I am siamese
Give me treats please!
If not then just let me through
If you please
If you please!
“In case you haven’t noticed, songs are kind of a thing in here.”
“You’re turning into a tour guide, Andromeda,” said Silky before slinking off.
“Your name’s Andromeda?” I was so startled that I had forgotten to be cautious. “That’s nothing to be ashamed of.”
“Come on we have lots of things to see.” She completely ignored me. Outside was quiet except for the chirping from the crickets. I looked up.
“Wait, I need to be home by now, it’s night!”
“Why, do you really want to go back after this!” She lowered her voice. “After that?”
“You know about the fight?” Surprisingly I wasn’t mad.
“Of course I know about the fight. I know everything about you.” Okay now I was mad!
“What!” I shouted. “Who died and made you in charge? Why should you get to know everything about me! It’s just plain wrong.”
“Oh, we’re doing this thing,” she sighed. “Well if you must know, you are not going home anyway.”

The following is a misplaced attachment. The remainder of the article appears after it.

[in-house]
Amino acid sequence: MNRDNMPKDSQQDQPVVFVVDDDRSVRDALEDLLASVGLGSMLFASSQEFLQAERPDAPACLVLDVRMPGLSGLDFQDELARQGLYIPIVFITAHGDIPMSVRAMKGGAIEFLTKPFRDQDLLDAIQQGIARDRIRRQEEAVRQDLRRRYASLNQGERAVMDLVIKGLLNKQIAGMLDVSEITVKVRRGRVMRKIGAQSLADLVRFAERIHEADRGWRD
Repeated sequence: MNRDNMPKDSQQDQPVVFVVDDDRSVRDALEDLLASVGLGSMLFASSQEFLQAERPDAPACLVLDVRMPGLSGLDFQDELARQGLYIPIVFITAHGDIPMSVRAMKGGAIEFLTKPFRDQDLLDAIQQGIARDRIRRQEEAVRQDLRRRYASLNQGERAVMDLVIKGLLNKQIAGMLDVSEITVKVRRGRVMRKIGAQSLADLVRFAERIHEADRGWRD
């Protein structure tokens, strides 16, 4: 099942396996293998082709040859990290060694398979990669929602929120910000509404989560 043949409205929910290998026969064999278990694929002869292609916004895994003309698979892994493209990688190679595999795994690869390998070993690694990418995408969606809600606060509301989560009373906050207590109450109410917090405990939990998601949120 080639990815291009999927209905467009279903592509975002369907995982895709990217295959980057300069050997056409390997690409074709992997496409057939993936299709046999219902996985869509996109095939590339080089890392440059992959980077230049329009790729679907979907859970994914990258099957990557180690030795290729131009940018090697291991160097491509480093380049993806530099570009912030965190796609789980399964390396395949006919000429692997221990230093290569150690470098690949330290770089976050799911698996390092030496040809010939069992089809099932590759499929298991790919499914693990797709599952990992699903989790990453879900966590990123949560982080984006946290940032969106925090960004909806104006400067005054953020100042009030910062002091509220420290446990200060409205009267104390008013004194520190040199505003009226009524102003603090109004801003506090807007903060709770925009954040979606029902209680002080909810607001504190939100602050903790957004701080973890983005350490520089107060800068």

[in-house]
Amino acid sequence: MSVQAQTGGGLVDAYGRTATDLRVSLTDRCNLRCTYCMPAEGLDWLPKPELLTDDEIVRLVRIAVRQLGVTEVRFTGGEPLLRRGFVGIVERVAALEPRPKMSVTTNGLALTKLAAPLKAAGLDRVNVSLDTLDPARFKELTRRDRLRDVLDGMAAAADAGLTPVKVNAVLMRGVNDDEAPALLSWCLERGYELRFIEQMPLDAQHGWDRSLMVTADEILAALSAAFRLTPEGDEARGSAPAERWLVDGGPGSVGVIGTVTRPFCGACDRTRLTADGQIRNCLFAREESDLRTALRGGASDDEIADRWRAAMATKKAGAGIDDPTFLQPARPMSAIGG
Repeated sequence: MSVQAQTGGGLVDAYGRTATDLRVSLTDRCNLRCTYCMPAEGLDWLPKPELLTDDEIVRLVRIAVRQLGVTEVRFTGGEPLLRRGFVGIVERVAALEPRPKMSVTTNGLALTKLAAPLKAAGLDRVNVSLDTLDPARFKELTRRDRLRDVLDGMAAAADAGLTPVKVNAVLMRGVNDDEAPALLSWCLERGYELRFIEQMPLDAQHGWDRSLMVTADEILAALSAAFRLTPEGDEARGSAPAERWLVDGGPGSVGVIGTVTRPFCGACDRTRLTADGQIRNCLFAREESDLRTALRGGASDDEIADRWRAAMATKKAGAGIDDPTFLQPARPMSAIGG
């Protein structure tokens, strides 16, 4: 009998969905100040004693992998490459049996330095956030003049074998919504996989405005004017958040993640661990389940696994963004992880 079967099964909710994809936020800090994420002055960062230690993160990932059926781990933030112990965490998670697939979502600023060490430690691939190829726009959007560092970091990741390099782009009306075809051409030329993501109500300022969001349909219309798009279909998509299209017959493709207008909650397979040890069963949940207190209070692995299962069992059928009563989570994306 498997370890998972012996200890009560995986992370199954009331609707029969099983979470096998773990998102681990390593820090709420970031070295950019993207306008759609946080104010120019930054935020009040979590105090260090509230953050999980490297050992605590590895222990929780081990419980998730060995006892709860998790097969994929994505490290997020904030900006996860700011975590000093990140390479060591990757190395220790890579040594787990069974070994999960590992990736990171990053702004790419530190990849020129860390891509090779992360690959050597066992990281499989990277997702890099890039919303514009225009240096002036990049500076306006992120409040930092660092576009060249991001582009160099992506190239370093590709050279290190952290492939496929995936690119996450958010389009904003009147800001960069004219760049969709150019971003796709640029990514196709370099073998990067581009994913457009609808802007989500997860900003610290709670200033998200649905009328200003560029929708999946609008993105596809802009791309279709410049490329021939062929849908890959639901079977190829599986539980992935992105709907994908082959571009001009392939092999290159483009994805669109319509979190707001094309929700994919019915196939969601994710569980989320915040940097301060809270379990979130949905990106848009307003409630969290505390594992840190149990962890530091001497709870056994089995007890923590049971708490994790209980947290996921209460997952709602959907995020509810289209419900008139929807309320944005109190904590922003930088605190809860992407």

“Because, you have to start your cat whisperer training.”
“No, you can’t make me and I refuse.”
“Actually I can make you.”
“Ask ‘the teach’.”
“Who’s ‘the teach’?”
“No I won’t, I’m leaving.” I took off down the passageway.
“That’s a dead end, you can’t leave!” Andromeda called after me. I realized she was right.
“Now what?” I asked when she had caught up.
“Come on, I’ll take you to see The Teach.”
“So, where is this ‘teach’ guy?” I asked after setting down the passageway. “‘Cause I’m starting to think he is kinda shifty.”
“The Teach isn’t shifty,” Andromeda told me. “Besides, he’s one of only humans here besides you. So show some respect.”
“You know, I’m only doing this because I have nowhere else to go.”
“Yes, that is the 59th time you said that.”
“You’re keeping track?”
“Yeah, what else could I do?” Although our voices were pleasant, our faces were tense. The passageway was widening. Incredibly slowly, I almost didn’t notice it.
“Wait,” I said slowly “‘One of the only humans’ here! What do you mean ‘one of’?”